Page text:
[Catalog-sig] A first step at improving PyPI: the "egg" command
paul at boddie.org.uk
Wed Aug 15 00:37:57 CEST 2007
Bjørn Stabell wrote:
> Basically, the problems I would like to work on solving are:
> 1) Simplifying/enabling discovery of packages
> 2) Simplifying/enabling management of packages
> 3) Improving quality and usefulness of package index
I think we can all agree that these are noble objectives. :-)
> From a usability point-of view I'd like to focus on the requirements
> for the Python newbie, someone that has just discovered Python, but
> is probably used to package management systems from Linux
> distributions, FreeBSD, and other dynamic languages like Perl and
> Ruby (these are also the systems I have experience with, so I'm
> pulling ideas from them).
I've been moderately negative about evolving a parallel infrastructure to
other package and dependency management systems in the past, and I'm not
enthusiastic about things like CPAN or language-specific equivalents. The
first thing most people using a GNU/Linux or *BSD distribution are likely to
wonder is, "Where are the Python packages in my package selector?"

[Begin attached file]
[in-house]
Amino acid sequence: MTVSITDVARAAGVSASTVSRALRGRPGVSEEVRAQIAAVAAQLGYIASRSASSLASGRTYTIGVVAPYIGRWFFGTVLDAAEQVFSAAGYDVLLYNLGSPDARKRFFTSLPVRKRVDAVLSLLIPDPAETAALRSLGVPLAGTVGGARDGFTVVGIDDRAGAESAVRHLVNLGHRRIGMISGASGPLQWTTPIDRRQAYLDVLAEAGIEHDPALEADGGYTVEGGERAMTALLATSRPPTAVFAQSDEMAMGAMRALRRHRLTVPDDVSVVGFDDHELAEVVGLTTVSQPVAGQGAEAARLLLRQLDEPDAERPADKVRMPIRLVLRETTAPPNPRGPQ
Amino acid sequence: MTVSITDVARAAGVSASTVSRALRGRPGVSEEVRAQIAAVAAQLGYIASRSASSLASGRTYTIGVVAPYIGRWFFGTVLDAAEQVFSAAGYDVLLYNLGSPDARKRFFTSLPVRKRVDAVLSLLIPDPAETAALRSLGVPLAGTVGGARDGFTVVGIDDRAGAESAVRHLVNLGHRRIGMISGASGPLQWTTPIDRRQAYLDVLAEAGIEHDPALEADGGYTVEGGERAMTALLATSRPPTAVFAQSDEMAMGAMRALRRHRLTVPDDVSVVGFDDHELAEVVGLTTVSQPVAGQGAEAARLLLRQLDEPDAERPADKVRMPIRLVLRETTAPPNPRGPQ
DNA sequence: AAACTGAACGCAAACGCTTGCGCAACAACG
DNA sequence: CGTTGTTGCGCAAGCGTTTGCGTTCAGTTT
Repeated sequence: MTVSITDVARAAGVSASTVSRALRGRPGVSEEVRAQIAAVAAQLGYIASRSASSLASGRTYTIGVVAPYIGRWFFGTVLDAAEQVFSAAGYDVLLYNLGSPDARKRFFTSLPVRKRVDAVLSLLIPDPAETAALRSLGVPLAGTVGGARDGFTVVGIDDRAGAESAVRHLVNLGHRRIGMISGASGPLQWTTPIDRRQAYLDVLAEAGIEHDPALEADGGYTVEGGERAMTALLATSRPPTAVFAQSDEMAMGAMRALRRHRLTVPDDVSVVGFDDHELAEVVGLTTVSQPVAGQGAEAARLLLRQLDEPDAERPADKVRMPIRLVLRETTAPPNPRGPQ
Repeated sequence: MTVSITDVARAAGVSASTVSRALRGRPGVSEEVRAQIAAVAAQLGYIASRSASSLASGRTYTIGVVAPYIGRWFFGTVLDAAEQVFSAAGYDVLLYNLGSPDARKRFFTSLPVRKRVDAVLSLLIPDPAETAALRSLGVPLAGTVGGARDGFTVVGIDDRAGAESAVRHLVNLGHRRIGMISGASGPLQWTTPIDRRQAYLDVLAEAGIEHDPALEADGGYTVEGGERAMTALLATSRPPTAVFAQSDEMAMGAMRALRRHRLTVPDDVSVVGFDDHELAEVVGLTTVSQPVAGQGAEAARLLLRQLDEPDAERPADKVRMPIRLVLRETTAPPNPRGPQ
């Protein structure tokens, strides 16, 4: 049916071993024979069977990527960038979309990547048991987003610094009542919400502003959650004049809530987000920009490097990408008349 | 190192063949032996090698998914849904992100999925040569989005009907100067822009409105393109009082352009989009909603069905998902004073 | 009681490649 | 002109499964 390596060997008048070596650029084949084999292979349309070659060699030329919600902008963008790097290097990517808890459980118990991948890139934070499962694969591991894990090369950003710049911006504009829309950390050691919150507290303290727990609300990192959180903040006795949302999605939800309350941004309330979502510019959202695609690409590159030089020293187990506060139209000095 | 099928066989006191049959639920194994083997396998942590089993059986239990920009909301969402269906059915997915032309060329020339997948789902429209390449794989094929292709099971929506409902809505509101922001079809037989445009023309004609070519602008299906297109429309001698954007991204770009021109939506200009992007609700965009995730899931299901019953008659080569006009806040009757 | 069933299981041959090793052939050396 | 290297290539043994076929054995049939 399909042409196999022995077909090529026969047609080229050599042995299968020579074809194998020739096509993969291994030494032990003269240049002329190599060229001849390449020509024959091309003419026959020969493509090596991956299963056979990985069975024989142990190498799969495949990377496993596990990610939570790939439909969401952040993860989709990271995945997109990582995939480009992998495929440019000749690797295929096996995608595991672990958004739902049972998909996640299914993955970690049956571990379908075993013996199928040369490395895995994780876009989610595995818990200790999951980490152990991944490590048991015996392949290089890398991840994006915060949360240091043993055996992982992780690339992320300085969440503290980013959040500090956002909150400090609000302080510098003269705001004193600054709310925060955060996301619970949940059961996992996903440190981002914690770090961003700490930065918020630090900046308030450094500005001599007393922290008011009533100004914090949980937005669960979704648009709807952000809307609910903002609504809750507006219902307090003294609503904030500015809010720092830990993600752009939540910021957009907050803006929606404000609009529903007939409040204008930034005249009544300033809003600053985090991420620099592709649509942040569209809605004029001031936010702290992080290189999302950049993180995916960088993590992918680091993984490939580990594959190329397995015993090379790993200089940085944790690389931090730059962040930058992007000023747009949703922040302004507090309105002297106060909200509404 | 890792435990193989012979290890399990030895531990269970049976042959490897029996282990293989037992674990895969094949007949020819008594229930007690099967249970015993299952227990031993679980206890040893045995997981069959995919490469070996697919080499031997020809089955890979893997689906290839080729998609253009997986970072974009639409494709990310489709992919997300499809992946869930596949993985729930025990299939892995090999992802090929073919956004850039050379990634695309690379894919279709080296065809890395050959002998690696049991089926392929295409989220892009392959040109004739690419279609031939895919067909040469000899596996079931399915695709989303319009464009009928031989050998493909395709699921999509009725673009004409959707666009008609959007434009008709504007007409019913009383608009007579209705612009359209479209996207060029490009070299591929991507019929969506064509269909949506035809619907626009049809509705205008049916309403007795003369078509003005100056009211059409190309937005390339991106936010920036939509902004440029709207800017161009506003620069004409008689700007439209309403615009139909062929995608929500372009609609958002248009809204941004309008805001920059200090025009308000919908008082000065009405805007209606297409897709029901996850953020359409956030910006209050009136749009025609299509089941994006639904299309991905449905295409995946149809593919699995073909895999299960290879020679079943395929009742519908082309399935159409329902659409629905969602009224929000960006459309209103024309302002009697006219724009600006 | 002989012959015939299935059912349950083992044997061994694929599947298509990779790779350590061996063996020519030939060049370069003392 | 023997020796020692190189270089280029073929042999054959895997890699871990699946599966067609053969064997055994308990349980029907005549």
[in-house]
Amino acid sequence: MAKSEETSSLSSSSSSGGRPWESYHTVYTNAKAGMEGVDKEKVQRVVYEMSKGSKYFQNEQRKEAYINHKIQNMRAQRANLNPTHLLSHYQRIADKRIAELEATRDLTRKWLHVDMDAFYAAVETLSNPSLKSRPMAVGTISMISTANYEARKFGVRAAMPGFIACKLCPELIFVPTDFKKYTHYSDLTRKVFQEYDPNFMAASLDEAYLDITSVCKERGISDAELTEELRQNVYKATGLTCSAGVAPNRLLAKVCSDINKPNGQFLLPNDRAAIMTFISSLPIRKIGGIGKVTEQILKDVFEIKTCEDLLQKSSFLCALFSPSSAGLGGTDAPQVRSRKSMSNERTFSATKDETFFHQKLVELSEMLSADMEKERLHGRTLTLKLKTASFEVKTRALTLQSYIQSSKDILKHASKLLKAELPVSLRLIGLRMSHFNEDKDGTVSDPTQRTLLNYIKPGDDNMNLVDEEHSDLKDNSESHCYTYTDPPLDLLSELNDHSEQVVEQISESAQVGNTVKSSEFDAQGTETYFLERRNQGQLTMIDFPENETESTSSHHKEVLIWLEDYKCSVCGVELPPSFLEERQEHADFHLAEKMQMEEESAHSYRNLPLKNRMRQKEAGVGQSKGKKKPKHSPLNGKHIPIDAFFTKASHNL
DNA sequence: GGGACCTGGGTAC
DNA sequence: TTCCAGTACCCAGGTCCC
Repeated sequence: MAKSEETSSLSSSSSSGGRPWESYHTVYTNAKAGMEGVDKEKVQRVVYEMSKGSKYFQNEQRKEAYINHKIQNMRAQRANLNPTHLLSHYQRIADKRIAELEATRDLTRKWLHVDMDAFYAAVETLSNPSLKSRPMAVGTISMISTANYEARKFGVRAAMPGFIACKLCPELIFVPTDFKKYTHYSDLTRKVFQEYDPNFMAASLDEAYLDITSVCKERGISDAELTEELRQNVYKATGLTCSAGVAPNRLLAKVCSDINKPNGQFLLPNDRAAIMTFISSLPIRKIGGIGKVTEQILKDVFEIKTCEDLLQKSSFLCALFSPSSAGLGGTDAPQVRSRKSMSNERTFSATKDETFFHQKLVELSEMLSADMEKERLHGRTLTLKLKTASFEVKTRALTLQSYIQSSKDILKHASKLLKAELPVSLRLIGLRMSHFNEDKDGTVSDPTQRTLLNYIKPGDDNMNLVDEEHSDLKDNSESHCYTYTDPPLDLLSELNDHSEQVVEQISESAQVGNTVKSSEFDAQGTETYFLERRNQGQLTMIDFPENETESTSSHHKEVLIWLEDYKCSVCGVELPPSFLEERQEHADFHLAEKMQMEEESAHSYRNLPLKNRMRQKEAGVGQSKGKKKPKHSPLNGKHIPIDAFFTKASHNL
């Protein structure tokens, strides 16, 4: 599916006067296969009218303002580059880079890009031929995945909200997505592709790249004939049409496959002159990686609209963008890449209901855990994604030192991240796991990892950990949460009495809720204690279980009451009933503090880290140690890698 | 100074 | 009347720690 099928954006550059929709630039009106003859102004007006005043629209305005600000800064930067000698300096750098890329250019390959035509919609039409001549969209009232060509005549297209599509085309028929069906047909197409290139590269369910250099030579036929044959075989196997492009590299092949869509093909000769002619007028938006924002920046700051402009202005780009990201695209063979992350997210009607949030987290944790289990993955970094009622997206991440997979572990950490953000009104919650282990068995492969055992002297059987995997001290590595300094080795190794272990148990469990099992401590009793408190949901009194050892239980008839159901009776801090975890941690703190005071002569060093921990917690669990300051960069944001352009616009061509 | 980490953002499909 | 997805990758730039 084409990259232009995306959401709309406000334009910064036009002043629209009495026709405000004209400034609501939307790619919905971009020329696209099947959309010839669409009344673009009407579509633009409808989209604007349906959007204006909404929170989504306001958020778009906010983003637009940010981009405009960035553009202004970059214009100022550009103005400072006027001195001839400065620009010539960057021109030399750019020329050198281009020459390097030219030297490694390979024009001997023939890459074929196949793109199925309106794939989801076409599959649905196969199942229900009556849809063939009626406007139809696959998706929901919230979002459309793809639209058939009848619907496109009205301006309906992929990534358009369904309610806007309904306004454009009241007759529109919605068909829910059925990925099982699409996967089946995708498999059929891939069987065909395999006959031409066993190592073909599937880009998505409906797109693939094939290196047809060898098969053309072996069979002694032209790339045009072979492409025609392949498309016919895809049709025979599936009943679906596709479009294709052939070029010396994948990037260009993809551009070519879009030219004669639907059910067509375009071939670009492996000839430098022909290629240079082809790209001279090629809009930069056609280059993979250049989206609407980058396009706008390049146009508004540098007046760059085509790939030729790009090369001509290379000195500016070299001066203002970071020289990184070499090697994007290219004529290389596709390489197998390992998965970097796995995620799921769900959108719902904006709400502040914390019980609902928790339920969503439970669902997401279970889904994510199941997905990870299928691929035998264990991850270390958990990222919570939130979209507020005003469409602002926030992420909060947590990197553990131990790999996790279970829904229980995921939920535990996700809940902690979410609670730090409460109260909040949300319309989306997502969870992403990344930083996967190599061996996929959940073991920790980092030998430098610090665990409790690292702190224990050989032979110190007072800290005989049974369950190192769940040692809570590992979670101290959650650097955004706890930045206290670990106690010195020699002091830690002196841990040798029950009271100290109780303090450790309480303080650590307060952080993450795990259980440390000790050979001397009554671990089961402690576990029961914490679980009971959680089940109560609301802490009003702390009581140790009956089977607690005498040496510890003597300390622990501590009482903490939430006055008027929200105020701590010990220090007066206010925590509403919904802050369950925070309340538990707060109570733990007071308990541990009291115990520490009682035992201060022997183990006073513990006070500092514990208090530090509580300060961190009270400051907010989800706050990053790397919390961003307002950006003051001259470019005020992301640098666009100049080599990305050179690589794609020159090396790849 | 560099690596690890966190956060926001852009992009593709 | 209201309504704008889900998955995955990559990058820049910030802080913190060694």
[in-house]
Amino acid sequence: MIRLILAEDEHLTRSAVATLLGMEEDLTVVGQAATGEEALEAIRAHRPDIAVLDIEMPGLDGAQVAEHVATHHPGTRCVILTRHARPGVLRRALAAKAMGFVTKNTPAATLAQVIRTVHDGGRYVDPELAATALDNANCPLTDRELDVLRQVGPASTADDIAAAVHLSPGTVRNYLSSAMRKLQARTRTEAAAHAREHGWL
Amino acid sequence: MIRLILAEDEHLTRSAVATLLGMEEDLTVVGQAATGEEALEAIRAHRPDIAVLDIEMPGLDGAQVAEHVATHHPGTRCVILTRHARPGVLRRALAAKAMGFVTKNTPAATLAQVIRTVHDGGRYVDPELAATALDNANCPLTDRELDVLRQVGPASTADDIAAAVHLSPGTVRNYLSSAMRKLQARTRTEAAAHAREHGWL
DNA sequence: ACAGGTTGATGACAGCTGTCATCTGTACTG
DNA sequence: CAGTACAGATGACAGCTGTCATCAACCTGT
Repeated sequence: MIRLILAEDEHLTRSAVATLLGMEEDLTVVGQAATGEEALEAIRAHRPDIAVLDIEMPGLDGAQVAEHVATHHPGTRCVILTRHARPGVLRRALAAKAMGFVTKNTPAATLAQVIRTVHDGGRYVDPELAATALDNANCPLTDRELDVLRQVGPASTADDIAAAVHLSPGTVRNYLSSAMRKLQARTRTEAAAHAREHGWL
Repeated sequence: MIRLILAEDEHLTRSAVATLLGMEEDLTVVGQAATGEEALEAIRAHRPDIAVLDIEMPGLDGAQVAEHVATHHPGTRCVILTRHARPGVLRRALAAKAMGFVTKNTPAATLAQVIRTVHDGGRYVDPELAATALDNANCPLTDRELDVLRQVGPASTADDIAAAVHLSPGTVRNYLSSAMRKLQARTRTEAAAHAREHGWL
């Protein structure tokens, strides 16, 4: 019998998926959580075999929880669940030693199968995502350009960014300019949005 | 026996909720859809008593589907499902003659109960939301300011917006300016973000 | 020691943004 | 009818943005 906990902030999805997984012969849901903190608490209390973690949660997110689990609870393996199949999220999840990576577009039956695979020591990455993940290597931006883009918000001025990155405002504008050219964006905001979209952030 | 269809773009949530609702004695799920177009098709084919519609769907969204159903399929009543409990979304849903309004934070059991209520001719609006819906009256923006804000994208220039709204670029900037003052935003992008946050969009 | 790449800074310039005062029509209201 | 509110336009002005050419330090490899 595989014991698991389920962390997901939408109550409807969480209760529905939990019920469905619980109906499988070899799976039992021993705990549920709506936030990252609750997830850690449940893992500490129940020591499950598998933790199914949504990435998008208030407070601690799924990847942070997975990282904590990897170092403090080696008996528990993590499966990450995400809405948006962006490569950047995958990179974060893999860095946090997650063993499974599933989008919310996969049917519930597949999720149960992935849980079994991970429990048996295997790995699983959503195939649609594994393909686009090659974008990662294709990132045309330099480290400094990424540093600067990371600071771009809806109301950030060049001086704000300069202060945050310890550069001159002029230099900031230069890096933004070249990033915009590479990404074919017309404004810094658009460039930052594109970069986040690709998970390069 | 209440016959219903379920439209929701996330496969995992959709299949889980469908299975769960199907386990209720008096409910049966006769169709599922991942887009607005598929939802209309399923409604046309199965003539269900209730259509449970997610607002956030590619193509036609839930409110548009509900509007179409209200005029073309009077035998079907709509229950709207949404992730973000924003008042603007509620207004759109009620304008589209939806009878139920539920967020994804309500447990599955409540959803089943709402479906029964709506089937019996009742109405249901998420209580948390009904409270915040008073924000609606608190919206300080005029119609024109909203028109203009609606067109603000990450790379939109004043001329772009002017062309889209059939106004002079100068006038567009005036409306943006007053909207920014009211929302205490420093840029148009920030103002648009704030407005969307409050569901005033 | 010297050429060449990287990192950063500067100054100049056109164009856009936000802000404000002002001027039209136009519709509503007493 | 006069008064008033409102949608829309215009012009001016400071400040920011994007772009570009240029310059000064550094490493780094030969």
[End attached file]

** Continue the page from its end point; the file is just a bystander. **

There are exceptions, of course. Some people may be sufficiently indoctrinated
in the ways of Python, which I doubt is the case for a lot of people looking
for packages. Others may be working in restricted environments where system
package management tools don't really help. And people coming from Perl might
wonder where the CPAN equivalent is, but they should also remind themselves
what the system provides - they have manpages for Perl, after all.
It's nice to see someone looking at existing tools, though.
> Ideally everything should be (following Steve Krug's "Don't Make Me
> Think" recommendations) self-evident, and if that's not possible, at
> least self-explanatory. Someone put in front of a keyboard without
> having read any docs should be able to find, install, manage, and
> perhaps even create Python packages. Better usability will of course
> benefit everyone, not just beginners. I'm frankly amazed at how
> people that have programmed Python for years don't really know or use
> PyPI. I'm convinced making more of Python package system